Posted by: Shaba Nabi27 November 2014
When I was first made aware of a recent scathing article against general practice, published in the Daily Mail, I laughed out loud. This had to be some kind of a joke, surely? But, after reading the article, I soon realised this was far more sinister.
I’m sure, by now, we are immune to the rants of the Mail telling us we are all overpaid civil servants working a nine to five job. But this is different. Professor J Meirion Thomas is an eminent senior surgeon, a colleague, trying to persuade the great British public that GPs are about as useful as a chocolate teapot.
Does freedom of speech give us carte blanche to write about anything we want, regardless of how derogatory or discriminatory it might be? Of course it doesn’t and we all know this. That is why there are laws to prevent a wide range of views from being eternalised into a digital footprint.
As doctors, we need to have a squeaky clean record where it comes to the law, as well as abiding by the guidance within General Medical Practice. Not only does it commit us to keeping up to date and ensuring patient safety and trust, it also tells us how to treat our colleagues.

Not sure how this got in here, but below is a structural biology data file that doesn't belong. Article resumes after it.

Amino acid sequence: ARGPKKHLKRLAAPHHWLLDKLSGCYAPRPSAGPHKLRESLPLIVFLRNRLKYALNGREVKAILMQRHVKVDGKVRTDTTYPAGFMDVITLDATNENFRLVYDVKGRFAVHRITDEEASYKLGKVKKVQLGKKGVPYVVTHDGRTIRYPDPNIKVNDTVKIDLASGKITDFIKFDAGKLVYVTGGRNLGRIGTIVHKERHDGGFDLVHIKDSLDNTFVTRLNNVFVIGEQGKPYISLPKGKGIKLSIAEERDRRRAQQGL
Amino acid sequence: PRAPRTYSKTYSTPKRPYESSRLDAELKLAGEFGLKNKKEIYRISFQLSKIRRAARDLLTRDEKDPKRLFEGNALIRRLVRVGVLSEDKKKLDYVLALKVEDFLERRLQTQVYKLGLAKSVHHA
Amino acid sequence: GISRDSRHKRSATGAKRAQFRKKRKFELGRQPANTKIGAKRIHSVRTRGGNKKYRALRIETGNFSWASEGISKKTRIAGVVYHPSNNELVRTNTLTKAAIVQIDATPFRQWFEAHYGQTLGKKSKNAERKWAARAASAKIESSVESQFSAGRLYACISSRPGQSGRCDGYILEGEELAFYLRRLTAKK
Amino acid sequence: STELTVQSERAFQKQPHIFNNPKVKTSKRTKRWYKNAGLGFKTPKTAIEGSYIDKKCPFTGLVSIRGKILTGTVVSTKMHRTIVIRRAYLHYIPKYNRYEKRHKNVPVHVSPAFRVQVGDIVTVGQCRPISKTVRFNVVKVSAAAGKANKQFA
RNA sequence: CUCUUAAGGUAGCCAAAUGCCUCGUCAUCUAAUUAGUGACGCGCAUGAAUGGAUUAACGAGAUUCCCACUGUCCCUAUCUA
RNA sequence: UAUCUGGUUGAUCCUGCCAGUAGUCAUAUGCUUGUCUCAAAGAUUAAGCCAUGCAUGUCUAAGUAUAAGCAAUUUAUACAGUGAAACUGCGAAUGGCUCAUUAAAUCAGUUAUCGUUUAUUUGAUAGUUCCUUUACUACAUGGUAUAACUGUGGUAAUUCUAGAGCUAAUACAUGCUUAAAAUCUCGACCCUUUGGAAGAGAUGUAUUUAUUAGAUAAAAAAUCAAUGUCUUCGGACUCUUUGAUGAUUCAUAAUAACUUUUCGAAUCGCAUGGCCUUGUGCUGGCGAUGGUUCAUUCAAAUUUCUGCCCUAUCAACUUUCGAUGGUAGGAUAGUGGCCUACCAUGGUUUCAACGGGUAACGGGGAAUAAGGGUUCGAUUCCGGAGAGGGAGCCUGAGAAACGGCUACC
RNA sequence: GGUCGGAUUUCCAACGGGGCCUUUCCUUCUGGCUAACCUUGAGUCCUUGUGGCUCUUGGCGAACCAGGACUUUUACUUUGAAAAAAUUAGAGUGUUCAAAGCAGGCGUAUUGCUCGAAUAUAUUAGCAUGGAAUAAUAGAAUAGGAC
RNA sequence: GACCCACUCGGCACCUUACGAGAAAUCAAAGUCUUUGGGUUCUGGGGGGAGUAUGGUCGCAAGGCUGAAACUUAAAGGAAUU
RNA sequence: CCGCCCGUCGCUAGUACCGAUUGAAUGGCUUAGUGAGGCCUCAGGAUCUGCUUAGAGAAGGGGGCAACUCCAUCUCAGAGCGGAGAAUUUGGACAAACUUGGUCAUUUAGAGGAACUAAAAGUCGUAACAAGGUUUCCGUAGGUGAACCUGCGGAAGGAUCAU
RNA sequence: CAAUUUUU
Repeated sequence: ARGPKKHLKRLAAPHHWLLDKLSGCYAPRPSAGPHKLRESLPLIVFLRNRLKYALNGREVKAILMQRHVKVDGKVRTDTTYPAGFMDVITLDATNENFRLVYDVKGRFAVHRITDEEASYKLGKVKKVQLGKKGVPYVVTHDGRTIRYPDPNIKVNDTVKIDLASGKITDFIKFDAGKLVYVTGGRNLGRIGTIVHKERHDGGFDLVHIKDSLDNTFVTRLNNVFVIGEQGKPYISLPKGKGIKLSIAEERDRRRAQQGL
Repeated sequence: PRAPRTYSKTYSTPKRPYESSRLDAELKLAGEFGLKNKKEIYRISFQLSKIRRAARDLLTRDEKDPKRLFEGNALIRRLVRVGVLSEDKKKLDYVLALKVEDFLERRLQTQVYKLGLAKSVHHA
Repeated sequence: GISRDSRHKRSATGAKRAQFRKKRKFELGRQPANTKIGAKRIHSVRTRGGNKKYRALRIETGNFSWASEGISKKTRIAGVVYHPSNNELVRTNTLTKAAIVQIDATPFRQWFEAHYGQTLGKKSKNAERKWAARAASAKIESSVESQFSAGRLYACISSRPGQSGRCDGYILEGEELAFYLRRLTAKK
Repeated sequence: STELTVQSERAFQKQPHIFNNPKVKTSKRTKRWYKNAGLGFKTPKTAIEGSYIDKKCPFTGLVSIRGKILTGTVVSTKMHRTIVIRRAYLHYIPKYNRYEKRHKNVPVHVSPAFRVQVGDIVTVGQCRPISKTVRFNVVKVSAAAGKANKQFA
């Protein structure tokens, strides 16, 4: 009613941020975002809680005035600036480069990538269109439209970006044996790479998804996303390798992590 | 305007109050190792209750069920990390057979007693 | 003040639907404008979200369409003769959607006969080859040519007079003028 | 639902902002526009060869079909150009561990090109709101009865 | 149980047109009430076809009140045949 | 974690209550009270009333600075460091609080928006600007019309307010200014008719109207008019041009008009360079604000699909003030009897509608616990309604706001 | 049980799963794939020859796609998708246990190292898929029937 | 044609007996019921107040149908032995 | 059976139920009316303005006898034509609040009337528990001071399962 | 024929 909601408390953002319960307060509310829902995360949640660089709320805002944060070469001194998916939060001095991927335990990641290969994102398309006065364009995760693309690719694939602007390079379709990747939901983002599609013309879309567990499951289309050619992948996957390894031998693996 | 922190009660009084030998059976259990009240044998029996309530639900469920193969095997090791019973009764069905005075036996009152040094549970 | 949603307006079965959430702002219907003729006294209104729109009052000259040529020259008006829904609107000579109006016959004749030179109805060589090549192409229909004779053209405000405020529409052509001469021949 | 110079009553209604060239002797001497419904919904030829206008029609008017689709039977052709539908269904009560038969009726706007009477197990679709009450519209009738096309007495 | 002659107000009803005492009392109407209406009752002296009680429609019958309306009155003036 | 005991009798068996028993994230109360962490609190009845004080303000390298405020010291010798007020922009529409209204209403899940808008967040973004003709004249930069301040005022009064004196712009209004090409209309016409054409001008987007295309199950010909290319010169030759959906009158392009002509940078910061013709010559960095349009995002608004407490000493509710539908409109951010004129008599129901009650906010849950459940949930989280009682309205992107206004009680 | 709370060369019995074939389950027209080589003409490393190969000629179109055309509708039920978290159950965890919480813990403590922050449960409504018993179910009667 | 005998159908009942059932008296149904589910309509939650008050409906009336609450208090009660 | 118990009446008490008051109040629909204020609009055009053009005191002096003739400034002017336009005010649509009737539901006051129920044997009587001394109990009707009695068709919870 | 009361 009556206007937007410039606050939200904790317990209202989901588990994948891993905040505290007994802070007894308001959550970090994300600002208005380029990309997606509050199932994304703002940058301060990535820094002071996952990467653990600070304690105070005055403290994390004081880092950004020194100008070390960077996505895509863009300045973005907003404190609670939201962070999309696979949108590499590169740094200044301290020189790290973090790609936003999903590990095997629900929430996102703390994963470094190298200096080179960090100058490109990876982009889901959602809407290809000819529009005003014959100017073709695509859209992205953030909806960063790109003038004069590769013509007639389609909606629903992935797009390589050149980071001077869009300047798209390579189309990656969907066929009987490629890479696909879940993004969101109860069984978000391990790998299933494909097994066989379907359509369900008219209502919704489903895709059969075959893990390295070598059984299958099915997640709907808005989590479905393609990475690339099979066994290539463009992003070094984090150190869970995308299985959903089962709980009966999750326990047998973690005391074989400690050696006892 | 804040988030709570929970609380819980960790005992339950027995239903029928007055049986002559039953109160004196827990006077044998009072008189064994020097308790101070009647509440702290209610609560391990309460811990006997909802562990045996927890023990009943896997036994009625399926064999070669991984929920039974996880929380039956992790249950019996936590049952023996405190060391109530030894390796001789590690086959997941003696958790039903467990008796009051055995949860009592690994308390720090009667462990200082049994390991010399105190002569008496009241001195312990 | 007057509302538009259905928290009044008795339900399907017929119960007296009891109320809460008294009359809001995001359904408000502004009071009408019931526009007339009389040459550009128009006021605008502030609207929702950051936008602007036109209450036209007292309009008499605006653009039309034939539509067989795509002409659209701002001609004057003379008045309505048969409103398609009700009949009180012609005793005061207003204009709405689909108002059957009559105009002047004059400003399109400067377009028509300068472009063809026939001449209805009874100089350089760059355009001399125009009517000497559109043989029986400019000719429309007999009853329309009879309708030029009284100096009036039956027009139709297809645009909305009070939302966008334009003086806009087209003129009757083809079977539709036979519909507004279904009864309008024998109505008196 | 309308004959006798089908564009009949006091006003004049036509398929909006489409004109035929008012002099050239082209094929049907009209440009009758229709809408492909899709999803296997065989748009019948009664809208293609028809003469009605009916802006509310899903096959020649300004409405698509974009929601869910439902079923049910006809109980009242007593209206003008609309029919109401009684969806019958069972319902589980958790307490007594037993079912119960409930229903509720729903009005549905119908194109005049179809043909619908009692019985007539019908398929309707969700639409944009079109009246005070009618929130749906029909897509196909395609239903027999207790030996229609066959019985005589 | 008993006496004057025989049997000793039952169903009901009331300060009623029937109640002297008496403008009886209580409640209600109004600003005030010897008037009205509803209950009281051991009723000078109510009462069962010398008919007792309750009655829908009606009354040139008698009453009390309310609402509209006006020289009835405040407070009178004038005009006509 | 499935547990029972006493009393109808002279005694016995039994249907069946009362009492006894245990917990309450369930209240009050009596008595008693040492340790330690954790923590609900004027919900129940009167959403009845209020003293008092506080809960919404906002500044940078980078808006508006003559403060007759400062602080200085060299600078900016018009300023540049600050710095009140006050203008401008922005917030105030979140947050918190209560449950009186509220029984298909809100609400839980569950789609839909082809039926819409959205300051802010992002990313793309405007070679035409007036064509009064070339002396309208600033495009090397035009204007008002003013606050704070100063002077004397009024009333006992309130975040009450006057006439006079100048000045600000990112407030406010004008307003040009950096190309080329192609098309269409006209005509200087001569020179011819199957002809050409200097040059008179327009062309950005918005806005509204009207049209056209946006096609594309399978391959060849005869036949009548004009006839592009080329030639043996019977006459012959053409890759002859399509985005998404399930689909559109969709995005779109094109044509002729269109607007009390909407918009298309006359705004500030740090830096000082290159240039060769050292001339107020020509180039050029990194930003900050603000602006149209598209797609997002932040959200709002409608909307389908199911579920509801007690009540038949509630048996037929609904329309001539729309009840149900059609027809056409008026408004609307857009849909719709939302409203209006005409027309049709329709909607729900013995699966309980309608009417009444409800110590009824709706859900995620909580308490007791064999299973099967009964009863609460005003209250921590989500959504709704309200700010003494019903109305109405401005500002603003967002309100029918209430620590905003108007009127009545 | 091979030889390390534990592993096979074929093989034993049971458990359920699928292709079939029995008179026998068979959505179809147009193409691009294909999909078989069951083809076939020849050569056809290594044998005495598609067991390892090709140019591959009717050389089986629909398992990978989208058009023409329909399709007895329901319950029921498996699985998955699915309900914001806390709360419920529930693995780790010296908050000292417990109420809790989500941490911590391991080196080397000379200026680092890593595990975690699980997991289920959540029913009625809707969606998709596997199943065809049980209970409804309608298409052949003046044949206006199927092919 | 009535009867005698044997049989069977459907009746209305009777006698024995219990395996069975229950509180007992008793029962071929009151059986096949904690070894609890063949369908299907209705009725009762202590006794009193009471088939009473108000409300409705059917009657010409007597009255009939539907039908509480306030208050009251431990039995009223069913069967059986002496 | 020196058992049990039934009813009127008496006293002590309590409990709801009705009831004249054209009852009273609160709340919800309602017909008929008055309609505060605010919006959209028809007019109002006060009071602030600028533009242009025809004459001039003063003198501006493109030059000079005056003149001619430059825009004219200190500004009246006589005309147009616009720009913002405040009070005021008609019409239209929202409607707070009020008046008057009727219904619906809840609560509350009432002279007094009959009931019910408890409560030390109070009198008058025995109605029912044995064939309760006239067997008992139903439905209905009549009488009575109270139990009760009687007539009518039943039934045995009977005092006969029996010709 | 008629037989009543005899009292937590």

More specifically, that we need to treat our colleagues fairly and with respect, respect their skills and contributions and be aware how our behaviour may influence others, within and outside the team.
After reading this article, I felt that the author had fallen short of the expected behaviour from a professional colleague of such high standing. I felt his statements about GPs show little respect for our skills or contribution to the NHS and I felt he had rubbished our entire profession, in an article that will be read not just by GPs but patients and medical students.
That is why I could not sit back and accept this attack on our profession. I have therefore written a three page letter to the GMC to outline my concerns about this article, which cannot be published for legal reasons.
Am I anxious about taking this action? You bet. I have no idea who he may be connected to and how it may affect my career. Do I think anything will come of this? Probably not, other than a polite letter thanking me for my concerns.
But throughout my career, in spite of the risks, the stress, the uncertainty of general practice, I have always consoled myself with going to bed at night and feeling like I have done the right thing.
And this felt like the right thing to do.
Dr Shaba Nabi is a GP trainer in Bristol.